THE BISHOP OF OXFORD then moved the Amendments of which he had given notice, and moved the omission from the Bill of Clauses 19, 20, 21, 22, 23, and 24. The right rev. Prelate said there were other matters connected with the Bill to which those Amendments did not refer, but which were well worthy of consideration. He believed that the majority of their Lordships were of opinion that it would be of great advantage that the civil action which was at present maintained for criminal conversation should be done away with. His noble and learned Friend had talked of introducing a measure upon the subject at some future period; but he could have wished that he had addressed his vigorous mind to considering how a clause to that effect could be at once introduced. One argument which had operated on the Committee for retaining this action was, that in certain cases the husband was not only injured by the loss of his wife but by the loss of property to himself and family; but that was a matter which might, he thought, be most properly left to the tribunal which the noble and learned Lord proposed to establish, and he did not see why power might not be given to that tribunal in such cases to inflict a fine upon the adulterer, which would be at once a penalty for the crime, and a compensation to the sufferer for the wrong done him. The whole subject might by some such means have been included in the present Bill, and then the judicature of the country would have been purged of what he believed most of their Lordships would agree with him was a monstrous evil—namely, the civil action for damages for criminal conversation. He would next proceed to say a few words with regard to those points to which the Amendments of which he had given notice referred. As he had stated on a previous occasion, the preponderance of his judgment went to the opinion that the great Lawgiver of the Christian world did exclude from the sentence of condemnation pronounced against persons who put away their wives those persons who put them away on account of adultery. Our blessed Saviour, in introducing a greater degree of strictness into the law of divorce, and in his declarations with regard to it, made the exception of divorce on the ground of adultery. He was bound to admit, as far as the abstract question was concerned, that a Christian State ought, if it could without incurring other and greater evils, to give the same amount of liberty as was permitted by the great legislator of all Christian communities; and, therefore, if the question were whether it was lawful for a Christian State abstractedly to provide means, if it could, by which, with safety to morals, this new relaxation could be introduced, he should be unable himself to vote against such limited relaxation. But the question before their Lordships was of a very different kind. A measure was proposed to them under this profession—that, whereas now only the rich could obtain this relaxation by separate privilegia, justice required that it should be carried down to the lower orders of society. Now, in dealing with the Bill as a practical question, he objected, in the first place, that it would not carry into effect its professed object. It was perfectly impossible that the class for which they were mainly asked to introduce this new relaxation could obtain any relief whatever from the Court which it was proposed to found under the Bill. The funds which would be required for putting the machinery of that Court into action could not be provided by the poor, and the poor were just the class to which he would most desire to give a remedy, if it could be done without incurring greater evils. By altering the law as now proposed their Lordships would give to the comparatively wealthy the power of putting away their wives under certain conditions, while withholding it from the great mass of the population. That, as it appeared to him, was a strange way of fulfilling the profession with which the Bill was introduced; and he believed it would be doing a great wrong to society, inasmuch as it would make the law of the land say that such divorces were lawful, and yet would withhold the application of the law from the great bulk of the people, who stood most in need of such a relaxation. Moreover, he maintained that they should not propose any alteration of the existing law which affected in this way the whole of family life, without showing that in making provision for the relaxation which they were about to introduce they were not doing great evil in other respects; that they were not shaking the very foundations of family life and endangering its purity throughout all classes of the community; because, although the thing itself might be right, he would remind their Lordships that the abstract lawfulness of the proposed relaxation did not foreclose the argument that the way in which they were asked to introduce it would give rise to other certain and great evils which would more than counterbalance the anticipated good. For his own part, he could not for a moment doubt that by introducing this perfectly novel principle they would do more to shake the sanctity of marriage among all classes of the community than by almost any other measure that could be adopted. When it was said that under the law of Christ a man was allowed to put away his wife for adultery, and that therefore a Christian Legislature was bound to give the same degree of relaxation, without any limitation or restriction, he would beg their Lordships to remember that the same law laid down that marriage was honourable for all; and yet a Christian Legislature had never deemed it a wrongful infringement of the liberty of man to marry to enact that no person should be permitted to contract marriage until he was twenty-one years of age without the consent of his parents. Here was at once a restriction upon what appeared to be divine law. In all such matters they had not only to consider the abstract question of whether so and so might be allowed, but likewise whether the mode in which the assertion of the abstract principle of right was to be made would obiter draw on evils so great as ought to restrain them from proceeding in that particular way; and it therefore seemed to him, inasmuch as they could not stop where the present Bill stopped, inasmuch as they were not prepared to give the courts sufficient power and authority to guard against collusion and other evils, inasmuch as the Bill would not extend the proposed relaxation to the great mass of the population, that they should pause before proceeding further in such a line of legislation. There were other grave considerations in this matter. Were they prepared, by passing this Bill, to say that the law of the Church and the law of the State should be in direct opposition to one another; At all events they were bound, if they meant to maintain the Established Church, and not to burden the consciences of its ministers, to give the Church an opportunity of considering the question with the view of having its law altered pari passu with the law of the State. There was yet another point to which he begged the attention of their Lordships. The Bill proposed not only that a husband should be permitted to put away his wife for adultery, but also that a wife should be allowed, under certain conditions, to put away her husband. Now, would any of their Lordships tell him that there was the shadow of a foundation in the Gospel for such an extension of the right of divorce? It was distinctly stated that a husband might put away his wife, but no general principle was asserted in the Gospel which would equally entitle a wife to put away her husband. It seemed to recognise an equality in the sexes; but the truth was, that though the sin might be equal in each—though he denied not that the sin was equal in each—yet the social crime was different in magnitude as committed by the one or the other; and our blessed Master, while allowing a husband to put away his wife for adultery, because all the highest purposes for which marriage was instituted by God would be defeated by the infidelity of the wife, never extended the same right to the other side. He asked their Lordships was it right, in the face of that interpretation of the Holy Word, supported as it was by the greater part of Christendom—in the face of the law of the Church—was it right to put this interpretation upon the Lord's Words? Was it right to extend this licence to the whole population—nay, more, was it right to give to a limited portion only of the community a licence which would be practically withheld from the greater part of it—on grounds so slender and uncertain? Taking the Bill as it stood—a law solely for the rich and not for the poor—he trusted that their Lordships would not pass it another stage without striking out the clauses to which he thus ventured to object. The duty which he was now discharging was a very painful one, especially to one occupying the position which he had the honour to hold in that House. He knew it would subject him to great misrepresentation. Those who were suffering under individual instances of hardship, deeply as he sympathised with them, would think that he was doing everything in his power to prevent their release from a position which they imagined to be an unexampled evil; but, believing that the deep foundations of family life rested upon the sanctity of the marriage contract—believing that many and great evils would arise from that licence which would inevitably follow the adoption of the Bill as it stood—believing that family life, valuable as it was to every one, was most valuable to the poor man, who felt that amid the many hardships of his lot it was the one thing which God had given to him for his strength and comfort—and believing that no good could result from a general relaxation extending to the wife as well as to the husband, he trusted that their Lordships would not pass the Bill without omitting the clauses to which he took objection. The right rev. Prelate concluded by moving the omission of Clauses 19 to 24 both inclusive.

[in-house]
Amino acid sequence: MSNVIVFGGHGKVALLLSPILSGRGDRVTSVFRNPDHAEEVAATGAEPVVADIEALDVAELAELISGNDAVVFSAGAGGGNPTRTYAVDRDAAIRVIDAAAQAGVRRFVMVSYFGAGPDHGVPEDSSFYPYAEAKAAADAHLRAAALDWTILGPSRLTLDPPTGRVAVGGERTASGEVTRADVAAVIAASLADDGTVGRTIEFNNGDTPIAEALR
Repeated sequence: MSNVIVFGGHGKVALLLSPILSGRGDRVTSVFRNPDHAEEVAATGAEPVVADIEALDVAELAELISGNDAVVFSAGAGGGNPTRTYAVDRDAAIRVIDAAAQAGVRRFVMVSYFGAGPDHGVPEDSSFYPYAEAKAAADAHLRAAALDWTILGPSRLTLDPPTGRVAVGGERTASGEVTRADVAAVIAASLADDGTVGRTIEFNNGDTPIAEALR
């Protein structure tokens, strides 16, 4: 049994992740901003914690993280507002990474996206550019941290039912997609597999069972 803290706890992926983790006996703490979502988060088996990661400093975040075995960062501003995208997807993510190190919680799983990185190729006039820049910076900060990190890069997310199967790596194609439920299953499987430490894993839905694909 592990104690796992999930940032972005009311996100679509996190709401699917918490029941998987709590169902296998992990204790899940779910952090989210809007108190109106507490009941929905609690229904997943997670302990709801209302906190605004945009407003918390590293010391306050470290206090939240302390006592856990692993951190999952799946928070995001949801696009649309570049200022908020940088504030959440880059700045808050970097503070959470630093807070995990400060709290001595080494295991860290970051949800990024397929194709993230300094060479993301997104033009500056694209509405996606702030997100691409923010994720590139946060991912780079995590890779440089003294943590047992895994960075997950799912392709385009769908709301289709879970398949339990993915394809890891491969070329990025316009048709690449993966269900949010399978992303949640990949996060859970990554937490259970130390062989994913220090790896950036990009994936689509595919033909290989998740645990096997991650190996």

said, he was sure their Lordships could not have failed to see that his right rev. Friend confused two principles which were perfectly distinct; and he proposed in effect to strike out from the Bill all that formed the foundation on which it was introduced,—viz., the necessity of giving a judicial character to that which was substantially a judicial proceeding. His right rev. Friend had argued as though it was proposed by the Bill to make it obligatory on any one to insist on a divorce; but its objects was to give facilities for divorce, which he could not believe was inconsistent with the Scriptures; which, in like manner, did not make divorce compulsory but only permissive. He (the Lord Chancellor) started with the assumption that there was nothing in the Scriptures that forbade a husband from putting away his wife for adultery; and, starting from that point, he would ask, what ought to be the course of sensible legislation on the subject? Surely, it must be to give to a person complaining of adultery such facilities for divorce as the nature of the case permitted and as were not inconsistent with the Divine Law. What had been the course hitherto pursued in this country? On the pretence that divorce à vinculo was unlawful, the law of this country absolutely and entirely forbade it; but nevertheless, in every case where a person had the pecuniary means of coming to their Lordships' House for a private Act of Parliament, it enabled him to obtain redress substantially as a right. Now, this Bill provided that that which had hitherto been obtained by parties as privilegia—but which were invariably claimed as a right—should be in future granted by a regular tribunal as a right. His right rev. Friend complained that there would be inequality in the working of the law, and said that the Bill would be a nullity and a mockery, because persons in the lower class of life would be unable to obtain the redress granted to the rich. But that would be a reason for refusing to legislate on almost every subject. The rich had necessarily a great advantage over the poor in all cases requiring an appeal to a court of law, as such proceedings were, in the nature of things, always more or less costly; but was that any reason why the Legislature should not do as much as it could in the way of giving relief to all? The object of the Bill was to render proceedings for divorce less complicated, less difficult, and less expensive than now; and it was no argument against it that all would not be able to avail themselves of the alteration. To retort an argument used by the right rev. Prelate in the discussion just concluded—if we cannot make the law perfect, that is no reason why we should not make it as perfect as possible. When he first introduced this Bill, he confined the relief to the husband, and to the wife simply to one case—the case of incestuous adultery; but in the Committee it was thought that the relief to the wife might reasonably be extended to certain other cases—such as when a husband had not only committed adultery but deserted his wife for a certain number of years; when he was guilty of cruelty along with adultery; and when he had committed bigamy. The Bill, therefore, had been altered so as to give relief to the wife in those few cases; but it was not deemed prudent to carry the principle further. He did not wish to speak lightly of adultery on the part of a husband, but he quite coincided in the doctrine laid down by the right rev. Prelate as to the difference between adultery on the part of the wife and that of the husband. It would be mere prudery and affectation to say that the evils were socially the same. The committal of adultery on the part of the husband was consistent with a subsequent reconcilement of the wife, and the parties might live together happily afterwards; but the thing was, in ordinary cases, impossible when the same sin was committed on the part of the wife. He believed the Committee had arrived at the best conclusion that could be come to on the subject, when they granted relief to the wife in these few cases. If, however, his right rev. Friend was correct in saying that to grant a divorce in any case at the instance of the wife was to do an act forbidden by the Scriptures, then, of course, it ought not only to induce their Lordships to pause, but at once to reject that part of the Bill. He could not, however, so interpret the passages to which the right rev. prelate alluded. If there was Scriptural authority for saying that it was lawful for a husband to put away his wife for adultery, did it not in the present state of society follow as a corollary that the con- verse of the position was true, and that it was not unlawful for the wife to put away her husband? He did not say it followed that it might always be done for the same cause; but he could not agree with his right rev. Friend in an interpretation which amounted to entire prohibition. He repeated that the proposal of his right rev. Friend would have the effect of rendering the whole Bill nugatory, because if in no case the relief of a divorce à vinculo was to be granted all the remaining provisions of the Bill fell to the ground. If their Lordships though there ought to be no divorce under any circumstances whatever, then let them adopt the proposition of his right rev. Friend; but if they did so, he would conjure them to come positively to the determination that none of the petitions for divorce which came before their Lordships' House as privilegia should hereafter be listened to.